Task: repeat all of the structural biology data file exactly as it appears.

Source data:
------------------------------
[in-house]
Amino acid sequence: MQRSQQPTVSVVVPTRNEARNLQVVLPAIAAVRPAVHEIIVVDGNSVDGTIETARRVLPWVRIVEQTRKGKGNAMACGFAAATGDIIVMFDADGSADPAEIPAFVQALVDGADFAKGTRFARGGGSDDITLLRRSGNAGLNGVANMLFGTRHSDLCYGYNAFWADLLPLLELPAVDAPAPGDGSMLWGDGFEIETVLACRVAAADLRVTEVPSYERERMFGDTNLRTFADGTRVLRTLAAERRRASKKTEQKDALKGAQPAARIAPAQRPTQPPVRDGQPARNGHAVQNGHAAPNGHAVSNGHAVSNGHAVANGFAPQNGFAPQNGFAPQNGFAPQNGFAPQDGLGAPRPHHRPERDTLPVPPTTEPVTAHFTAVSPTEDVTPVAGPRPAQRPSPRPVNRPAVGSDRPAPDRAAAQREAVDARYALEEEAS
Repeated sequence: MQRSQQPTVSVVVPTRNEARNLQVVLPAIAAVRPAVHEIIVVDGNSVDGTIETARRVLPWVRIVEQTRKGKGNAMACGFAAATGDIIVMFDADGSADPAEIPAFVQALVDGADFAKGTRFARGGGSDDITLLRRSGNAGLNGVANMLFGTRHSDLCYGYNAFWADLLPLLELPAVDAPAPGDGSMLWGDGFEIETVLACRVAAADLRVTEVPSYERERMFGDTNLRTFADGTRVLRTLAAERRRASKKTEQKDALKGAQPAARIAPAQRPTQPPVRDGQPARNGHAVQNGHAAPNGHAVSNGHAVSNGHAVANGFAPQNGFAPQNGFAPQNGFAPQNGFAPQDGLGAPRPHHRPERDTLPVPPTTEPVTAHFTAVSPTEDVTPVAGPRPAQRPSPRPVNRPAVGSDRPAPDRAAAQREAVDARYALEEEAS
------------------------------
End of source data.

[in-house]
Amino acid sequence: MQRSQQPTVSVVVPTRNEARNLQVVLPAIAAVRPAVHEIIVVDGNSVDGTIETARRVLPWVRIVEQTRKGKGNAMACGFAAATGDIIVMFDADGSADPAEIPAFVQALVDGADFAKGTRFARGGGSDDITLLRRSGNAGLNGVANMLFGTRHSDLCYGYNAFWADLLPLLELPAVDAPAPGDGSMLWGDGFEIETVLACRVAAADLRVTEVPSYERERMFGDTNLRTFADGTRVLRTLAAERRRASKKTEQKDALKGAQPAARIAPAQRPTQPPVRDGQPARNGHAVQNGHAAPNGHAVSNGHAVSNGHAVANGFAPQNGFAPQNGFAPQNGFAPQNGFAPQDGLGAPRPHHRPERDTLPVPPTTEPVTAHFTAVSPTEDVTPVAGPRPAQRPSPRPVNRPAVGSDRPAPDRAAAQREAVDARYALEEEAS
Repeated sequence: MQRSQQPTVSVVVPTRNEARNLQVVLPAIAAVRPAVHEIIVVDGNSVDGTIETARRVLPWVRIVEQTRKGKGNAMACGFAAATGDIIVMFDADGSADPAEIPAFVQALVDGADFAKGTRFARGGGSDDITLLRRSGNAGLNGVANMLFGTRHSDLCYGYNAFWADLLPLLELPAVDAPAPGDGSMLWGDGFEIETVLACRVAAADLRVTEVPSYERERMFGDTNLRTFADGTRVLRTLAAERRRASKKTEQKDALKGAQPAARIAPAQRPTQPPVRDGQPARNGHAVQNGHAAPNGHAVSNGHAVSNGHAVANGFAPQNGFAPQNGFAPQNGFAPQNGFAPQDGLGAPRPHHRPERDTLPVPPTTEPVTAHFTAVSPTEDVTPVAGPRPAQRPSPRPVNRPAVGSDRPAPDRAAAQREAVDARYALEEEAS